(Minghui.org) Last week at a Fa-study when I overheard a fellow practitioner criticizing other practitioners, my heart was affected. After coming home, I reflected upon it and asked myself why my heart was moved? I wondered why I could not follow the principle of “take no notice of what one sees or hears?”

In the past, I had a sensory response to “taking no notice of what one sees or hears.” I thought of how I could show no response to what I saw and heard but I couldn’t imagine that one day I could reach that realm of thought.

Today, when my mind again reflected on this sentence, I was being reminded that I should have a deeper understanding of it. At first, I felt it was pretty difficult. How could I act as if nothing had happened when it was happening right in front of me? In listening to language and music, how can I act as if I hear nothing? However, whenever I truly let go my own attachments and look at it from the perspective of cultivation, I found the situation is different: If my heart is moved when I see some scenery, what attachments do I still have? Why do I have this attachment? Isn’t my reaction caused by an attachment I still have?

When I see someone passing by who is dressed well and looks beautiful, my thoughts and heart are moved. When I see pedestrians walking against the red lights, my thoughts and heart are moved. When I see two people quarreling and using ugly words, my thoughts and heart are moved. When I see the world’s people refusing to listen to the truth about Falun Gong, and reply with vicious words, I think that it is too difficult to save them. Whatever I see, I have my own way of thinking. Sometimes, my thoughts go even further. With this kind of attachment, how can I remain calm and “not see” anything.

Now let us look at the “listening” part of the sentence. When I hear pleasant music, my thoughts and heart are moved. When I hear girls using bad language, my thoughts and heart are moved. When I hear people talking about the impending collapse of the Chinese economy, I think about what I should do about my job. When hearing that fellow practitioners are doing things that are not from the Fa perspective, I think: after cultivating for so many years, how can they still act like that? Whatever I hear, I think about it. Sometimes the thoughts even consume my mind. With this kind of attachment, how can I act as if I “didn’t hear” anything. It seems that every exterior message moves my heart, or even gives way to foolish fancies. This is not the state of a cultivator.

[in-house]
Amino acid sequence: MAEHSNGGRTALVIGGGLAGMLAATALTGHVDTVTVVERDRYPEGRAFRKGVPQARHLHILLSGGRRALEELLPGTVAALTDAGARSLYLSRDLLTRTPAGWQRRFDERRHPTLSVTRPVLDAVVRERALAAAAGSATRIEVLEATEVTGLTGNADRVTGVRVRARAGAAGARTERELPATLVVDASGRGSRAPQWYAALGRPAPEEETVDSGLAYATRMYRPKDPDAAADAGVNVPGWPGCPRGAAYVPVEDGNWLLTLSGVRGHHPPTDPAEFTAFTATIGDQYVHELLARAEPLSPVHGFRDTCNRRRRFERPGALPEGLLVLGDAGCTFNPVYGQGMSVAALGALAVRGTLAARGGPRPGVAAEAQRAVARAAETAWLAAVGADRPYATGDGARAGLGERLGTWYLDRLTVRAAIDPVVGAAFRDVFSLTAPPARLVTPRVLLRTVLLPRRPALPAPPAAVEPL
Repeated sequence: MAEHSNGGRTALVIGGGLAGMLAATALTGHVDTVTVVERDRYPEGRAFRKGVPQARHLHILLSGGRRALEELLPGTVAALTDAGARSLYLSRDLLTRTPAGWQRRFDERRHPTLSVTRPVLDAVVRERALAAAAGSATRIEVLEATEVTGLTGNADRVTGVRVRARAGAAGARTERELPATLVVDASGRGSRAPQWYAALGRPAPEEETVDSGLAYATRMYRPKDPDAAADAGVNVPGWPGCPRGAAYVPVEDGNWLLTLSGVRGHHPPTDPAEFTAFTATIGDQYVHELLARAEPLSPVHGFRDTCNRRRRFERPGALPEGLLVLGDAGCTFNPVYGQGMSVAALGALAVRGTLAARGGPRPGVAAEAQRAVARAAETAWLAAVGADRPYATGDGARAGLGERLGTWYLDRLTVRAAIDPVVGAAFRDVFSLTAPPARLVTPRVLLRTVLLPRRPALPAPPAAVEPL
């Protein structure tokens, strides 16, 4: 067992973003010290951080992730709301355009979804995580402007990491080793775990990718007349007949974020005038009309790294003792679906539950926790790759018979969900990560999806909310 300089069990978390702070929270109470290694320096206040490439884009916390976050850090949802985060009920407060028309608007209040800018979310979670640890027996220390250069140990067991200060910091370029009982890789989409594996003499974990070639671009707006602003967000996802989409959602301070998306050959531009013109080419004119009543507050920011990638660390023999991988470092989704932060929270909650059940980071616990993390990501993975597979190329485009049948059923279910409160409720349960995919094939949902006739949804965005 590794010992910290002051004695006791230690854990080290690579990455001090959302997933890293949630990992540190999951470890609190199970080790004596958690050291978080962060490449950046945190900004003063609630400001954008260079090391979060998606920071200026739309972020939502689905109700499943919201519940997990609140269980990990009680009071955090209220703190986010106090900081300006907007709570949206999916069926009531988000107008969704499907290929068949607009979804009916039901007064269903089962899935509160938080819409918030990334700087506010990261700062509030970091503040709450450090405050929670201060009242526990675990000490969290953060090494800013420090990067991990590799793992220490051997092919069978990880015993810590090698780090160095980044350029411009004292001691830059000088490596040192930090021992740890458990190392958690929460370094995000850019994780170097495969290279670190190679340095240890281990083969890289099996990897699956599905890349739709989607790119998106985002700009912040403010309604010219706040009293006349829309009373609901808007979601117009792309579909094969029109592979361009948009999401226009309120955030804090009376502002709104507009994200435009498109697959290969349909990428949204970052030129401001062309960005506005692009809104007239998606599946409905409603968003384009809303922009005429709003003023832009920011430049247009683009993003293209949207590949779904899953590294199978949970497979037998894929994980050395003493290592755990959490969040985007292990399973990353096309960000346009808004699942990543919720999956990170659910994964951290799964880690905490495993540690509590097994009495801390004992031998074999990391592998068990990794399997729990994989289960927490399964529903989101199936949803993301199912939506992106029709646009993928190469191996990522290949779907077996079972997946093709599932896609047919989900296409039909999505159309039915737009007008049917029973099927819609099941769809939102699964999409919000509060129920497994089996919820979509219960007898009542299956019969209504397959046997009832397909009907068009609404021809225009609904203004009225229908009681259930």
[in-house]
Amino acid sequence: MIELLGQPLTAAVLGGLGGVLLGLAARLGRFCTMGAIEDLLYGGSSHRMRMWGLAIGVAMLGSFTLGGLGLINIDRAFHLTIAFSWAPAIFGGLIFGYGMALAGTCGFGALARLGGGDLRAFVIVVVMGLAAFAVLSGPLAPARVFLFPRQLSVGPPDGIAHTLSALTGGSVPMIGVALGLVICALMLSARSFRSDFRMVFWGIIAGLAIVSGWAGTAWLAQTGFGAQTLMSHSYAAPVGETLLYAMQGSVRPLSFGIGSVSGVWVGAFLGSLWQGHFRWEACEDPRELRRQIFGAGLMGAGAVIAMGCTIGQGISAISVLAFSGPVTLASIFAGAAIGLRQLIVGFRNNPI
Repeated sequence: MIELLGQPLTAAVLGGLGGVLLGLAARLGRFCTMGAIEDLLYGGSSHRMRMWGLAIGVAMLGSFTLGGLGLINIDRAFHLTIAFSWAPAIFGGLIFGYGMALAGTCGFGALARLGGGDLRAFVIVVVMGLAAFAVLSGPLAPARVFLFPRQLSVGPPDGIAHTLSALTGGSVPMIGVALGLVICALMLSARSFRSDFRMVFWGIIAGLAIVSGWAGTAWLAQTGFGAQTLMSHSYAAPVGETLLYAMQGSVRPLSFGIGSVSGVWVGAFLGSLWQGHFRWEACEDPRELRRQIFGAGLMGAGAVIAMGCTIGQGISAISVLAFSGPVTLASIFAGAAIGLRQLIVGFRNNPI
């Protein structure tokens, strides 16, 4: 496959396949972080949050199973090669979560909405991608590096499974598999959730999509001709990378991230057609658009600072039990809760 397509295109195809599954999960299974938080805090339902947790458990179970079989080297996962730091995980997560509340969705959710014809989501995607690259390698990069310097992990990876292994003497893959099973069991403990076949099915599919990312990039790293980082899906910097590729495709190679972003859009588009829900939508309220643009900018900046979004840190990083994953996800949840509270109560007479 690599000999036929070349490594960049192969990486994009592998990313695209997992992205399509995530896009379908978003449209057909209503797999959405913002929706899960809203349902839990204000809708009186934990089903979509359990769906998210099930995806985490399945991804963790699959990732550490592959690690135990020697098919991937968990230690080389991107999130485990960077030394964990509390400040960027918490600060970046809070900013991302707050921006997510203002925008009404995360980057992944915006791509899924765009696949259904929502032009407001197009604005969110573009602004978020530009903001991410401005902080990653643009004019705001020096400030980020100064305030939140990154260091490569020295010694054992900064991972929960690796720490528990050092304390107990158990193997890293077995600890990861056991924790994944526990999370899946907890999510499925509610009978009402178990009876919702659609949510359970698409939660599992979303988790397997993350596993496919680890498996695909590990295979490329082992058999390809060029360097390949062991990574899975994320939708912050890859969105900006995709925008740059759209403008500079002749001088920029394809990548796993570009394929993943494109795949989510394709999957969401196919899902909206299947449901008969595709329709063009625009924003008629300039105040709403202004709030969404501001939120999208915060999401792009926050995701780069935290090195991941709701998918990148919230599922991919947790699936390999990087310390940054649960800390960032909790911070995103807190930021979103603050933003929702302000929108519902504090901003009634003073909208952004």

First of all, in order to achieve “taking no notice of what one sees or hears”, I have to get rid of my human heart that is easily moved. Only when we have gotten rid of this attachment, when we see and hear again, will our heart not be moved. When this scenery and sound passes by, without leaving any trace, naturally we will achieve “taking no notice of what one sees or hears.”

My wife, who is a fellow practitioner, reminded me that Master said:

“Actually, when we see the form that something exists in, or maybe of a person, or an object, it’s in the brain that the image really forms. What this means, then, is that we look through the human eyes, and what we see is transmitted through the optic nerves to the pineal gland, which is in the rear of the brain, and then the image appears in that area. So when we see things, it’s in our brain’s pineal gland area that the image really appears. And this is something modern medicine now understands. ” (Zhuan Falun)

When we do not have human thoughts, the image will remain only at the eyes. When the visual nerves do not pass it on, one truly does not see it. It is not that you see it and are not moved in your heart.

When I studied Zhuan Falun again, I realized that if we have attachments in our heart, no matter what we see or hear, we will have a multitude of thoughts, and it will be impossible to achieve “taking no notice of what one sees or hears.” If our hearts are not righteous, self-demonization might occur and that might eventually ruin us.

Finally let us study together Master’s article “Abiding in the Dao” in “Hong Yin”:

Present, but the heart elsewhere—
Perfectly reconciled with the world.
Looking, but caring not to see—
Free of delusion and doubt.
Listening, but caring not to hear—
A mind so hard to disturb.
Eating, but caring not to taste—
The palate’s attachments severed.
Doing, but without pursuit—
So constant, abiding in the Dao.
Calm, but without strain of thought—
The truly wondrous can be seen